April 21, 2019

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Opinion

Energy East to run across Manitoba, under Winnipeg aqueduct

Hey there, time traveller!
This article was published 8/4/2015 (1474 days ago), so information in it may no longer be current.

PREMIER Greg Selinger will be in Quebec City next week to discuss climate change with the other premiers. He'll face an important decision: Will he act on climate? Or will he support the Energy East pipeline?

The pipeline's cheerleaders would like him to believe he can do both. The facts suggest otherwise.

Currently, the Alberta tarsands produces around two million barrels of oil per day. Energy East's capacity would be 1.1 million barrels per day -- this represents about a one-third increase in pipeline-network capacity.

While dropping oil prices have forced the Canadian Association of Petroleum Producers to scale back its plan to triple production by 2030, the industry is still pushing to expand. The Pembina Institute concluded Energy East would help spur 650,000 to 750,000 barrels per day of new tarsands production.

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Hey there, time traveller!
This article was published 8/4/2015 (1474 days ago), so information in it may no longer be current.

PREMIER Greg Selinger will be in Quebec City next week to discuss climate change with the other premiers. He'll face an important decision: Will he act on climate? Or will he support the Energy East pipeline?

The pipeline's cheerleaders would like him to believe he can do both. The facts suggest otherwise.

Currently, the Alberta tarsands produces around two million barrels of oil per day. Energy East's capacity would be 1.1 million barrels per day — this represents about a one-third increase in pipeline-network capacity.

While dropping oil prices have forced the Canadian Association of Petroleum Producers to scale back its plan to triple production by 2030, the industry is still pushing to expand. The Pembina Institute concluded Energy East would help spur 650,000 to 750,000 barrels per day of new tarsands production.

What does this mean for climate pollution? The crude production needed to fill the pipeline would result in 30 to 32 million tonnes of annual emissions. This is more pollution than the entire province of Manitoba generates, equivalent to adding seven million cars to our roads. Environment Canada's own projections for tarsands climate-pollution growth predict it would undo emission reductions made by all other parts of Canada's economy.

But won't the crude be produced anyways, and shipped dangerously by rail through Canadian communities if Energy East isn't approved? Most of the crude currently being shipped by rail is fracked oil from the Bakken formation, which is what exploded in the Lac-Mégantic tragedy. Whether Energy East is built or not, rail will remain attractive for shipping this explosive crude because this distributed, flexible and faster transportation option is a better match for fracked oil's quick boom-and-bust cycles.

Energy East's competitive advantage lies in transporting tarsands crude to the East Coast much more cheaply than by rail. From there it would be easy to access international markets. Up to one million of the pipeline's 1.1 million-barrel-per-day capacity is expected to be for export.

Communities should not be forced to choose their poison.

According to U.S. data, rail incidents happened twice as often as pipeline spills from 2004 to 2012. But pipelines spilled three times as much crude oil as trains over that period.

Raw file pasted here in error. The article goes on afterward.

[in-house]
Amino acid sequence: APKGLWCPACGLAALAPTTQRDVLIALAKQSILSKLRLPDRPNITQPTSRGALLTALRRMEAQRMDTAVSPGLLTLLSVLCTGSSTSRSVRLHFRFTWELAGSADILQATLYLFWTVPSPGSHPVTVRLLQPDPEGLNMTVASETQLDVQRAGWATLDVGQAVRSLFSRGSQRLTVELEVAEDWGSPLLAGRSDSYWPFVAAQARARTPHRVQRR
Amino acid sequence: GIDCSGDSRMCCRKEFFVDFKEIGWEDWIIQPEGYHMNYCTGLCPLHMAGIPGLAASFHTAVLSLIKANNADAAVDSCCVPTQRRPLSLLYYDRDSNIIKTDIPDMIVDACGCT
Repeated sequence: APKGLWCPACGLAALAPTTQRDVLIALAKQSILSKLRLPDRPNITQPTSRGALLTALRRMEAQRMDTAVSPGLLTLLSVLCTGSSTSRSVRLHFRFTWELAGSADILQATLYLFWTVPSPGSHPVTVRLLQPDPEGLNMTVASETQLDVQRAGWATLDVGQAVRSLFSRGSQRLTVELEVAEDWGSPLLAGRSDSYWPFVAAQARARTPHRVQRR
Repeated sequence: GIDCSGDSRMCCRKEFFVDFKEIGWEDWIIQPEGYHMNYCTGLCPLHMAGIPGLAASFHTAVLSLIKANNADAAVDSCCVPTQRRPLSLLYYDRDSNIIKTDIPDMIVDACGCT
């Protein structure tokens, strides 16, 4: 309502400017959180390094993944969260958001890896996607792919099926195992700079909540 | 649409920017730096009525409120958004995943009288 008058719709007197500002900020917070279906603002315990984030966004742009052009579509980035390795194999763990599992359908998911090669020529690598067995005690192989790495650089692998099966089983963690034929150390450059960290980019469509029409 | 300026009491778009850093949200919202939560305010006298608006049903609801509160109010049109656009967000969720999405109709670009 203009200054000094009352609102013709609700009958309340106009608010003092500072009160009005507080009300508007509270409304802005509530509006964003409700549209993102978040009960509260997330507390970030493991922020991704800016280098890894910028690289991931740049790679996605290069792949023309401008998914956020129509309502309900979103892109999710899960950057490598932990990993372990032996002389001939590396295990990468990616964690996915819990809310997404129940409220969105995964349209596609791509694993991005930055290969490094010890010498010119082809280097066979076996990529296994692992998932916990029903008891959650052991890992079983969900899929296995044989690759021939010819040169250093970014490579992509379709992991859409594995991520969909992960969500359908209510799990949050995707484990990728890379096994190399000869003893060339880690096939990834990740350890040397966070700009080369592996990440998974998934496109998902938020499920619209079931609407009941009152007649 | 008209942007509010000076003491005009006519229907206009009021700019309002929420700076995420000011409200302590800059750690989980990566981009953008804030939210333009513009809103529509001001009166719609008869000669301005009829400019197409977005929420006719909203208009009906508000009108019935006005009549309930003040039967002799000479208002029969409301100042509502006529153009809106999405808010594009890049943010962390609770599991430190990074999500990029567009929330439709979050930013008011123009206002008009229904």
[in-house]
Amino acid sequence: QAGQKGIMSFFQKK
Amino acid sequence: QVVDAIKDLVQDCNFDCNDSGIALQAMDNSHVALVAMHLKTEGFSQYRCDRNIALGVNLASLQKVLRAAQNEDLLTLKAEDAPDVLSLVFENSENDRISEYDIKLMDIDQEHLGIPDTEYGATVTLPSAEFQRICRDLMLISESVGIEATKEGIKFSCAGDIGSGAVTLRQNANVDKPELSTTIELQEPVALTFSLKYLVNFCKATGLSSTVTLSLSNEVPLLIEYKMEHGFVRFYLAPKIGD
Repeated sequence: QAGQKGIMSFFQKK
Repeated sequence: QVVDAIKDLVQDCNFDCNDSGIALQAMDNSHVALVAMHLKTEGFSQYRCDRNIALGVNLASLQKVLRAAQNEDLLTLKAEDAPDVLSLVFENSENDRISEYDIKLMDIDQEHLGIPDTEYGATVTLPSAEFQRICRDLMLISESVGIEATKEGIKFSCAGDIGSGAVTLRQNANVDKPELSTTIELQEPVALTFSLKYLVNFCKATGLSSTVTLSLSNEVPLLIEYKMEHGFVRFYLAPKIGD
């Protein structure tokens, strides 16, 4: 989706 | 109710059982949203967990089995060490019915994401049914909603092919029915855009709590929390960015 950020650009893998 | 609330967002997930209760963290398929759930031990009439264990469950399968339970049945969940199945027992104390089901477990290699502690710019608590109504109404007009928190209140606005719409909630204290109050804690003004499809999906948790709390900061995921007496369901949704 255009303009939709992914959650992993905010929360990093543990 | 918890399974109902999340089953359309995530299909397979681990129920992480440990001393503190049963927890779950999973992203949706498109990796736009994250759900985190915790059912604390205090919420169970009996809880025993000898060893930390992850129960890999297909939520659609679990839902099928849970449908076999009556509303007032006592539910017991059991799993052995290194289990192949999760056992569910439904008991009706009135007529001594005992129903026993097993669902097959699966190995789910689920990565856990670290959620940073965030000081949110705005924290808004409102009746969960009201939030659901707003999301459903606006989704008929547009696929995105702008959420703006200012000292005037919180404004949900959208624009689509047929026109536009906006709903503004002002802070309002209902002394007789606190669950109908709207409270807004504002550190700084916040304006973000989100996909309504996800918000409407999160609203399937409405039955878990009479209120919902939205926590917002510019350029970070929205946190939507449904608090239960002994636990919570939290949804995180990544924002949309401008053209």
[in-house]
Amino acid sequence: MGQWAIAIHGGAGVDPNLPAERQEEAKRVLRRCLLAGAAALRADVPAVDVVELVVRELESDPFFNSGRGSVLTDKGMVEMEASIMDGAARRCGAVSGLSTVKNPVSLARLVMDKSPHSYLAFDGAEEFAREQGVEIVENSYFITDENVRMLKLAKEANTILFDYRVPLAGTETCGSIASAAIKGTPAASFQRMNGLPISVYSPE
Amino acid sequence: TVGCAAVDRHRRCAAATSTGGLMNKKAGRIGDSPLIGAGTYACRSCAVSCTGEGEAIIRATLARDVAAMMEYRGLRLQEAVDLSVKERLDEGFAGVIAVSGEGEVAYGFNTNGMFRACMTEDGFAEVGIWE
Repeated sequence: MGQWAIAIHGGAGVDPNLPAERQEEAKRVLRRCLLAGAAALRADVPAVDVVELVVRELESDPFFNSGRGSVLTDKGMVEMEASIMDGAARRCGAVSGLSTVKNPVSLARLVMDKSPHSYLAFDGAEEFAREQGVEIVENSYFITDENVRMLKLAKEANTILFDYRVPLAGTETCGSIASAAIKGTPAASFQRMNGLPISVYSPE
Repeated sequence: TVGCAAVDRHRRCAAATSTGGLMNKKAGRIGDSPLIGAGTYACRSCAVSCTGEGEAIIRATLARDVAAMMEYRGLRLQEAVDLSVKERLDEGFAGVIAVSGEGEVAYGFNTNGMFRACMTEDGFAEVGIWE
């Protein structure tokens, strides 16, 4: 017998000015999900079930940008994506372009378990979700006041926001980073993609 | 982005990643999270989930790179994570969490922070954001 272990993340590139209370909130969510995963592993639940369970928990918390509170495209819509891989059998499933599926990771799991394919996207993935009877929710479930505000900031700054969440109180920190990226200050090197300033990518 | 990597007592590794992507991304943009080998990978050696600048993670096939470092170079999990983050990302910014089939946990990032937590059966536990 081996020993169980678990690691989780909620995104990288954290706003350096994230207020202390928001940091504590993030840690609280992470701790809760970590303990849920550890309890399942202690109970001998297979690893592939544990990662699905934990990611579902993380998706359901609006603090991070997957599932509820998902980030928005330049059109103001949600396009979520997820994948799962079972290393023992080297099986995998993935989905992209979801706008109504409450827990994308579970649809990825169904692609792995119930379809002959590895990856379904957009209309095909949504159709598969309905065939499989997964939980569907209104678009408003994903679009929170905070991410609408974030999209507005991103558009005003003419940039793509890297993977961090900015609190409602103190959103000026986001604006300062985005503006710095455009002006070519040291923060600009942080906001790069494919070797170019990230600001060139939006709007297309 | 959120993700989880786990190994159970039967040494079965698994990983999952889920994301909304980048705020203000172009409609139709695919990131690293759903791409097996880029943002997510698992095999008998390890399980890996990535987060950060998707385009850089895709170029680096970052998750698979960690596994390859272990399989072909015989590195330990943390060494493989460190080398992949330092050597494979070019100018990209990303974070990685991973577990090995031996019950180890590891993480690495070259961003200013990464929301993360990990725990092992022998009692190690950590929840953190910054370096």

And according to National Energy Board statistics, TransCanada has had more pipeline ruptures in the last 10 years than all other pipeline companies in Canada combined. When Energy East spills, the sheer capacity of the pipeline means it could be the largest pipeline oil spill in Canadian history.

There's also the issue of the type of oil in the pipeline. Energy East would transport diluted bitumen, created by diluting the thick bitumen extracted from the tarsands with various toxic and explosive chemicals to make it just thin enough to squeeze through a pipeline.

Shipping diluted bitumen is a relatively new process, with new risks that are only starting to be understood. When diluted bitumen spilled into Michigan's Kalamazoo River in 2010, it sank to the riverbed, making cleanup much harder. After five years and $1.5 billion, the Kalamazoo River is still polluted.

In Manitoba, the pipeline crosses or passes near critical waterways including the Assiniboine River, Red River, Little Saskatchewan River and the Shoal Lake watershed. It also crosses two metres below the aqueduct that supplies Winnipeg's drinking water.

TransCanada's Energy East pipeline is our risk, with the reward going to tarsands corporations cashing in on crude exports.

What about the jobs and economic benefits TransCanada trumpets? Two independent assessments — one by the Mowat Centre for the Ontario Energy Board and one by the Goodman Group looking at the impacts in Quebec — found the company's promises to be overblown.

With plummeting oil prices, now is the time to invest in a just transition off fossil fuels, focus on other strengths in our economy and pave the way for green jobs and sustainable energy production and consumption.

This should be the basis of the premiers' climate talks, not giving a pass to pipelines such as Energy East that put our communities, our climate and our water at risk.


Maude Barlow, national chairwoman of the Council of Canadians, and Andrea Harden-Donahue, energy and climate campaigner, will be speaking at a public forum on the Energy East pipeline on Saturday at 7 p.m. at the Fort Garry Hotel.

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